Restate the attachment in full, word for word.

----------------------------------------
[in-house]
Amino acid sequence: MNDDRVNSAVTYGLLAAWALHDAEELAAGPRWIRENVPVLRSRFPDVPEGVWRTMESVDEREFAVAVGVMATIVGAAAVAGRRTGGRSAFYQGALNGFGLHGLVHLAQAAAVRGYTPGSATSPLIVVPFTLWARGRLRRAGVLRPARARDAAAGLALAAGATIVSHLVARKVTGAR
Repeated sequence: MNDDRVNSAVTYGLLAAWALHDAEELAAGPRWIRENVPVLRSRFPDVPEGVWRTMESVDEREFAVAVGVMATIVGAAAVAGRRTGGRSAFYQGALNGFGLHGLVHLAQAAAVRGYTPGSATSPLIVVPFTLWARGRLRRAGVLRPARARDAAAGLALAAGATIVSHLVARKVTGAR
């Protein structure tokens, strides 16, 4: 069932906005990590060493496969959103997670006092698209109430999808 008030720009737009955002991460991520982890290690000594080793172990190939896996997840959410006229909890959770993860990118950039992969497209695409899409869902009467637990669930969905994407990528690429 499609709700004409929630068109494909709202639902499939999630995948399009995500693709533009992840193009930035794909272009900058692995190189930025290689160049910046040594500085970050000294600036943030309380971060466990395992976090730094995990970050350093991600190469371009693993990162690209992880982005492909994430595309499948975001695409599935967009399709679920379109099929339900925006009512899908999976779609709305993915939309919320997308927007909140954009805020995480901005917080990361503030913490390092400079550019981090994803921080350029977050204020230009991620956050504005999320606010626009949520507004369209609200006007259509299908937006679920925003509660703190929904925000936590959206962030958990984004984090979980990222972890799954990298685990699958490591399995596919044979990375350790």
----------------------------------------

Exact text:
[in-house]
Amino acid sequence: MNDDRVNSAVTYGLLAAWALHDAEELAAGPRWIRENVPVLRSRFPDVPEGVWRTMESVDEREFAVAVGVMATIVGAAAVAGRRTGGRSAFYQGALNGFGLHGLVHLAQAAAVRGYTPGSATSPLIVVPFTLWARGRLRRAGVLRPARARDAAAGLALAAGATIVSHLVARKVTGAR
Repeated sequence: MNDDRVNSAVTYGLLAAWALHDAEELAAGPRWIRENVPVLRSRFPDVPEGVWRTMESVDEREFAVAVGVMATIVGAAAVAGRRTGGRSAFYQGALNGFGLHGLVHLAQAAAVRGYTPGSATSPLIVVPFTLWARGRLRRAGVLRPARARDAAAGLALAAGATIVSHLVARKVTGAR
């Protein structure tokens, strides 16, 4: 069932906005990590060493496969959103997670006092698209109430999808 008030720009737009955002991460991520982890290690000594080793172990190939896996997840959410006229909890959770993860990118950039992969497209695409899409869902009467637990669930969905994407990528690429 499609709700004409929630068109494909709202639902499939999630995948399009995500693709533009992840193009930035794909272009900058692995190189930025290689160049910046040594500085970050000294600036943030309380971060466990395992976090730094995990970050350093991600190469371009693993990162690209992880982005492909994430595309499948975001695409599935967009399709679920379109099929339900925006009512899908999976779609709305993915939309919320997308927007909140954009805020995480901005917080990361503030913490390092400079550019981090994803921080350029977050204020230009991620956050504005999320606010626009949520507004369209609200006007259509299908937006679920925003509660703190929904925000936590959206962030958990984004984090979980990222972890799954990298685990699958490591399995596919044979990375350790």